Thursday, May 30, 2013

Measuring growth

"So in actual written artifacts from my past, I sound way less smart than I tend to recall having been."
--Mary Karr, Cherry

At least our writing keeps getting better. ;-)

Tuesday, May 28, 2013

Social networking considered

Over at YA Outside the Lines, I posted about planning ahead with social networks. A sample: "By the time I started Twitter, I was able to foresee many of the decisions I would have to make ... I had developed a set of questions that helps me frame a personal online policy for any new network. ..."

I would say I'm also more cautious now about joining new networks. The thought of having to create any more profiles or set any more passwords is daunting. My favorite online hangouts are still blogs, Twitter, and the blue boards. I also like my Goodreads presence, because from the start I planned the very specific way in which I wanted to use it. When it comes to social media, I now know what I like, and I have some idea of how many sites I can really keep up with (hint: it's a lower number than the number of sites I actually joined). Have you found yourself setting policies for yourself, whether formally or informally?

Sunday, May 26, 2013

Valuable writing tip

I wanted to post something about inflexibility. At least, that is what my notes indicate. I have a notebook next to my keyboard in which I jot ideas for stories, blog posts, etc. And in the place where I remember writing down an idea for my next blog post, I find this: "inflexibility." Okay. What about inflexibility? What profound thoughts did I have to share on that topic? I cannot remember. Which just goes to show that sometimes one word is enough as a memory-jogging note, and sometimes it is not.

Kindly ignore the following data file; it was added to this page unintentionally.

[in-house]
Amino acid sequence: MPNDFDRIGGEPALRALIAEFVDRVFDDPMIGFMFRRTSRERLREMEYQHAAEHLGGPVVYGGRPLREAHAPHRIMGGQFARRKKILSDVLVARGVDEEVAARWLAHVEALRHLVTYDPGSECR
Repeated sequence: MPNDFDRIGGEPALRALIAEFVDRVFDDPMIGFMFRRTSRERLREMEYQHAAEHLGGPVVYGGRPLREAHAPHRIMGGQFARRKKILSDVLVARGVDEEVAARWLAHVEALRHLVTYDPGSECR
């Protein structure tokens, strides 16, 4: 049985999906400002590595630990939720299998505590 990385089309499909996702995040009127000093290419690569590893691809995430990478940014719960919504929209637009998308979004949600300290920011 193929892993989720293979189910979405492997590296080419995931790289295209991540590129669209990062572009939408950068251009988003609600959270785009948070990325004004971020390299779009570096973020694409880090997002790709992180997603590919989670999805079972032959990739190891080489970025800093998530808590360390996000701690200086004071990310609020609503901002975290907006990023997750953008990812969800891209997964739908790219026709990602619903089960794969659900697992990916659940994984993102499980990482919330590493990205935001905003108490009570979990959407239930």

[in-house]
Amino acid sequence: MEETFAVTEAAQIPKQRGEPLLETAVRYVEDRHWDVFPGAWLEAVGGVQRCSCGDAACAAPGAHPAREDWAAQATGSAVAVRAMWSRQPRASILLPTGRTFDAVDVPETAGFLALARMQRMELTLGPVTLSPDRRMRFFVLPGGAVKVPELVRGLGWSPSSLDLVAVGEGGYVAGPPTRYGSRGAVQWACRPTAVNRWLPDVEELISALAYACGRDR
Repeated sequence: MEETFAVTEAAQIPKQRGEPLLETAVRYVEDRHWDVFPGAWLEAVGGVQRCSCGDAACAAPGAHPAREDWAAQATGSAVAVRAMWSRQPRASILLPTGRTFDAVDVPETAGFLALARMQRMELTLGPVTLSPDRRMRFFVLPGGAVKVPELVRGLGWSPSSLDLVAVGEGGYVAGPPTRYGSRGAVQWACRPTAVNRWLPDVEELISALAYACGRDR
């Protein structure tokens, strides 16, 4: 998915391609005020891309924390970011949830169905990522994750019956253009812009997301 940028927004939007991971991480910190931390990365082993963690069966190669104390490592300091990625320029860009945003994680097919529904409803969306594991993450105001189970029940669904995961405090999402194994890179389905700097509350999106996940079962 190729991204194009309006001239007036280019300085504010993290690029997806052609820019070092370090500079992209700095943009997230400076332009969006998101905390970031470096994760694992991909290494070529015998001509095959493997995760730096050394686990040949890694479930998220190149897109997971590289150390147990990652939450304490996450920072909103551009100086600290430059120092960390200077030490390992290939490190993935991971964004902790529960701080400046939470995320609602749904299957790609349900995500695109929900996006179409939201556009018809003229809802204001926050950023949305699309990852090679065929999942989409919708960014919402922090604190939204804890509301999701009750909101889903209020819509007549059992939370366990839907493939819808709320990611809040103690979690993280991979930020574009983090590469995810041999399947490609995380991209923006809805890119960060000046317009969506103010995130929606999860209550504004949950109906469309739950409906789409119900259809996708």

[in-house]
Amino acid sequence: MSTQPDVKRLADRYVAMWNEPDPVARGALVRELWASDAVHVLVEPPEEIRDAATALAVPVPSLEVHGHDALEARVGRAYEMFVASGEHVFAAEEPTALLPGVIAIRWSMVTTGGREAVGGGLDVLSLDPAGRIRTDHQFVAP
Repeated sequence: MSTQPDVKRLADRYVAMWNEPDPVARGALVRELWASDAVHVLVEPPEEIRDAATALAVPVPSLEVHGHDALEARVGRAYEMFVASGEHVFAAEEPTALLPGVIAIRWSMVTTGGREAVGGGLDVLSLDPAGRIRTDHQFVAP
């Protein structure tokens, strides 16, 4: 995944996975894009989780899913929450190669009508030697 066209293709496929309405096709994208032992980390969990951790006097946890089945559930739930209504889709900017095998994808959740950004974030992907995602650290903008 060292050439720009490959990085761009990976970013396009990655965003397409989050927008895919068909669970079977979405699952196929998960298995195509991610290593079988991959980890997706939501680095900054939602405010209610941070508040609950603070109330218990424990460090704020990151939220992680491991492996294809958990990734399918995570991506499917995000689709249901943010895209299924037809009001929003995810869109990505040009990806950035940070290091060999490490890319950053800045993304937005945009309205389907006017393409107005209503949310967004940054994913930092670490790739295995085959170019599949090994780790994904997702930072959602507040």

Below "inflexibility" I have this word: "ghazal." I remember exactly why I wrote down "ghazal." Alas, it has nothing to do with a blog post. It was because someone online mentioned ghazals and I want to look them up sometime and see how they are written, because I think it might be a fun exercise for myself to try writing one. (This is how writers par-tay.) In that case, one word was sufficient as a note. But you, my blog readers, are probably thinking, as well you might: That's all very nice for you, going off to write your fun ghazal sometime, but what does it do for me? What does it tell me about inflexibility? Nothing! And I'm sad to say: If that is what you are thinking, you are right.

Writers are advised to have notebooks with them at all times to catch the ideas they will want to remember later. Here is my writing tip for the day: Make sure your notes in that notebook are both legible and of sufficient length to capture whatever it was you wanted to remember.   ;-)

Friday, May 24, 2013

The stars of our own dramas

There are a couple of tropes that have long bothered me--not necessarily in each instance of their use, but I wish those uses were less frequent. One is the character whose unrequited love persists for decades; the character forgoes all other chances at happiness and clings to the love that can never be. Now, this story line can be done well, and it has been ... but in real life more often than not, people get over it. Even if they carry a small torch somewhere in the backs of their minds for a lost love, they still find new relationships and happiness. As my friend Kelly Fineman has pointed out, Jane Austen knew this--her Rakes who Didn't Get the Girl did not pine away for the heroines forever. Mostly, they married others and had lives of their own. I find the unrequited love especially annoying when it's a minor character who seems to exist solely for the purpose of having a futile crush on the main character (and sometimes, to cheer on the main character's successful union with the main love interest).